Please help me design my run!

IOT

In the Brooder
Aug 20, 2020
34
16
24
Nope.
And if you do seal wood,
I do not recommend Thompsons, learned long ago that it wears off pretty quick.
Do you mean no, I can't use pressure-treated wood, or no, I don't need to seal it?
 

CluckerFamily

Crowing
Feb 14, 2016
1,839
4,038
301
Wisconsin
I say no to the treated wood.
I have had my coop for 7 years and there is no rotting. Maybe the concrete blocks help. But I also figured when it rots, I’ll just fix it, for me it isn’t a lot of work.
 

veedabowlu

In the Brooder
Sep 15, 2020
33
13
24
Southern Florida
" Pressure treating does make wood rot resistant. But — it doesn’t make wood water resistant. Pressure treated wood still soaks and looses moisture. And as a result, the wood moves, cracks, twists, bends, cups and virtually tears itself apart."

I'm not sure of the toxicity... I built my first coop/run with a shipping crate (think of a 2x4 crate to ship a pickup truck bed by itself) and pallet wood four years ago... the girls or I haven't had any ill affects... (maybe its why my memory is slipping... OR maybe I'm just getting old, lol)
I did paint my coop... my wood was pressure treated.... but not pressure treated ground contact.. That is something new to me...

" Because most decay fungi and termites live in the ground, you’ll need an appropriate level of protection for wood used in those scenarios compared to material that is used above the soil. Southern Yellow Pine with a Ground Contact designation is intended to protect your lumber from rotting in applications that have direct contact with soil (either resting on or installed into the ground) and excess moisture (beyond normal rainfall and watering systems). It’s used in cases where frequent wetting or immersion in fresh water doesn’t allow the lumber to dry. It should also be used in some building scenarios where components, such as deck or dock joists, beams, and ledger boards, would be considered critical to the safety of the structure and difficult to replace. A Heavy-Duty Ground Contact may be required in certain high-decay hazard or exposure applications (structural retaining walls, horticulture sites, etc. "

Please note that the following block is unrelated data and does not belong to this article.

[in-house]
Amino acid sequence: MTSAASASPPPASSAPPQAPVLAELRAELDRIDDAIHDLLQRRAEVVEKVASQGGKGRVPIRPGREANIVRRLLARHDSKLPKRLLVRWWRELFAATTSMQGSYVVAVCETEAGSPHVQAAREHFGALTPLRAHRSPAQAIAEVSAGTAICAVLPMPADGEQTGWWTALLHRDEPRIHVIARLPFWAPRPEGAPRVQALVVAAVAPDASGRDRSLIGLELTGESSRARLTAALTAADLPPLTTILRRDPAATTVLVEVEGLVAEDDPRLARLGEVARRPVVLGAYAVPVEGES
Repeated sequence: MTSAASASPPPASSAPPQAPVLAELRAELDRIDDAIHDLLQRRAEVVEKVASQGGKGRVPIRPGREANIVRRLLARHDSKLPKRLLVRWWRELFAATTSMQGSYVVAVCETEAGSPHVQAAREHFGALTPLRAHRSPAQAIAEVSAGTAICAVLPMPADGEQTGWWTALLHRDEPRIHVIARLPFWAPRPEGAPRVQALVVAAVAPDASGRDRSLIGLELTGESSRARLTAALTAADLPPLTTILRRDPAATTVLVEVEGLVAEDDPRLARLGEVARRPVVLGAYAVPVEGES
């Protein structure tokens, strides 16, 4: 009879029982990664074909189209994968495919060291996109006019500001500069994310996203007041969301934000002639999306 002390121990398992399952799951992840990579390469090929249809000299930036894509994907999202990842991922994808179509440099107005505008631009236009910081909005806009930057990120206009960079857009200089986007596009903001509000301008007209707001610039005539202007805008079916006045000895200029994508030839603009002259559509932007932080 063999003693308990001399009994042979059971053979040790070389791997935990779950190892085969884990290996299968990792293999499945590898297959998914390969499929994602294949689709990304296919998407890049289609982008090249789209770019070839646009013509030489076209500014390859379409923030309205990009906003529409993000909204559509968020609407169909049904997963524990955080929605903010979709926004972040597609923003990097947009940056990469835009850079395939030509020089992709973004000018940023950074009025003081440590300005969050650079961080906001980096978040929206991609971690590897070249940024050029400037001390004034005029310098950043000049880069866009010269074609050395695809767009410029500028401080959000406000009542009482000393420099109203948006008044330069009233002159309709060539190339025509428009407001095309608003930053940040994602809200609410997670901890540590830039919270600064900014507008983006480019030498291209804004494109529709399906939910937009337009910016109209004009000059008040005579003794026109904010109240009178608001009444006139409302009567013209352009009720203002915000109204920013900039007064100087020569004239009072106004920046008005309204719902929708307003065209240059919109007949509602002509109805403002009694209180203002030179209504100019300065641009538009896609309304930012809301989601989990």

IOT

In the Brooder
Aug 20, 2020
34
16
24
I say no to the treated wood.
I have had my coop for 7 years and there is no rotting. Maybe the concrete blocks help. But I also figured when it rots, I’ll just fix it, for me it isn’t a lot of work.
I see, but I already have some pressure-treated wood, so my question is not so much whether I need to use it, but whether it's safe to use? (I cannot return it and have no other use for it at the moment)...
 

Chica'sChickens

Songster
Apr 28, 2018
49
243
115
NY - Hudson Valley Area
Hi,

I'm new to this forum and also to having chickens. I'm in the process of figuring out how to make my run, have limited carpentry skills and a lot of questions! Please feel free to direct me elsewhere if my questions have been answered.

I want to make a 12' x 12' run, about 6' in height and ideally I'd like it to have a more or less solid roof (I live in the northeast and we get quite a bit of snow here, would be nice to keep it out of the run so that chickens can still go out, I heard they will not go out in the snow). I have some 2 x 4 x 8 lumber and I'm wondering if it's possible to build the frame with this, will it be sturdy enough? Also, I would prefer not to use concrete to hold the posts in place, is this possible?

Thanks so much!
Chickens will go out in the snow. I made a chicken Mansion for our girls.
 

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